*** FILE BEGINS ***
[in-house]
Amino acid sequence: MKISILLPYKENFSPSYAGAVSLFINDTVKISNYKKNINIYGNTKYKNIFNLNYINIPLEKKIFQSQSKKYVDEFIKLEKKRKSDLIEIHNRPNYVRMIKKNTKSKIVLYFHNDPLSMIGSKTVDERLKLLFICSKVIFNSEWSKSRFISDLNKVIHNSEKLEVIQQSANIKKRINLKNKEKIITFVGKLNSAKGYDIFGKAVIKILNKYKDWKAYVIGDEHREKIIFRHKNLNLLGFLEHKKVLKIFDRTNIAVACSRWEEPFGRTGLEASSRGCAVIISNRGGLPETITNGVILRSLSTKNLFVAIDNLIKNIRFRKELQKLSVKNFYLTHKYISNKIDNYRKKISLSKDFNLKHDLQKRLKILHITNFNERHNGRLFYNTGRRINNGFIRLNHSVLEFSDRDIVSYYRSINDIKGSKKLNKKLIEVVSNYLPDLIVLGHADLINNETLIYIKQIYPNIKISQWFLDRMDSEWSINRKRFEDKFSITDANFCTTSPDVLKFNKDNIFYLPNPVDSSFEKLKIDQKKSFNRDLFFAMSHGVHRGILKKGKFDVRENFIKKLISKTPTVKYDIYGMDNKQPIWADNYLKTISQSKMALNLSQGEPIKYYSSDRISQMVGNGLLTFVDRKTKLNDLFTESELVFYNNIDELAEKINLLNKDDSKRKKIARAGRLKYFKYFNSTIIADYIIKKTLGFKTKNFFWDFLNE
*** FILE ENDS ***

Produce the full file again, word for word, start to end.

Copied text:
[in-house]
Amino acid sequence: MKISILLPYKENFSPSYAGAVSLFINDTVKISNYKKNINIYGNTKYKNIFNLNYINIPLEKKIFQSQSKKYVDEFIKLEKKRKSDLIEIHNRPNYVRMIKKNTKSKIVLYFHNDPLSMIGSKTVDERLKLLFICSKVIFNSEWSKSRFISDLNKVIHNSEKLEVIQQSANIKKRINLKNKEKIITFVGKLNSAKGYDIFGKAVIKILNKYKDWKAYVIGDEHREKIIFRHKNLNLLGFLEHKKVLKIFDRTNIAVACSRWEEPFGRTGLEASSRGCAVIISNRGGLPETITNGVILRSLSTKNLFVAIDNLIKNIRFRKELQKLSVKNFYLTHKYISNKIDNYRKKISLSKDFNLKHDLQKRLKILHITNFNERHNGRLFYNTGRRINNGFIRLNHSVLEFSDRDIVSYYRSINDIKGSKKLNKKLIEVVSNYLPDLIVLGHADLINNETLIYIKQIYPNIKISQWFLDRMDSEWSINRKRFEDKFSITDANFCTTSPDVLKFNKDNIFYLPNPVDSSFEKLKIDQKKSFNRDLFFAMSHGVHRGILKKGKFDVRENFIKKLISKTPTVKYDIYGMDNKQPIWADNYLKTISQSKMALNLSQGEPIKYYSSDRISQMVGNGLLTFVDRKTKLNDLFTESELVFYNNIDELAEKINLLNKDDSKRKKIARAGRLKYFKYFNSTIIADYIIKKTLGFKTKNFFWDFLNE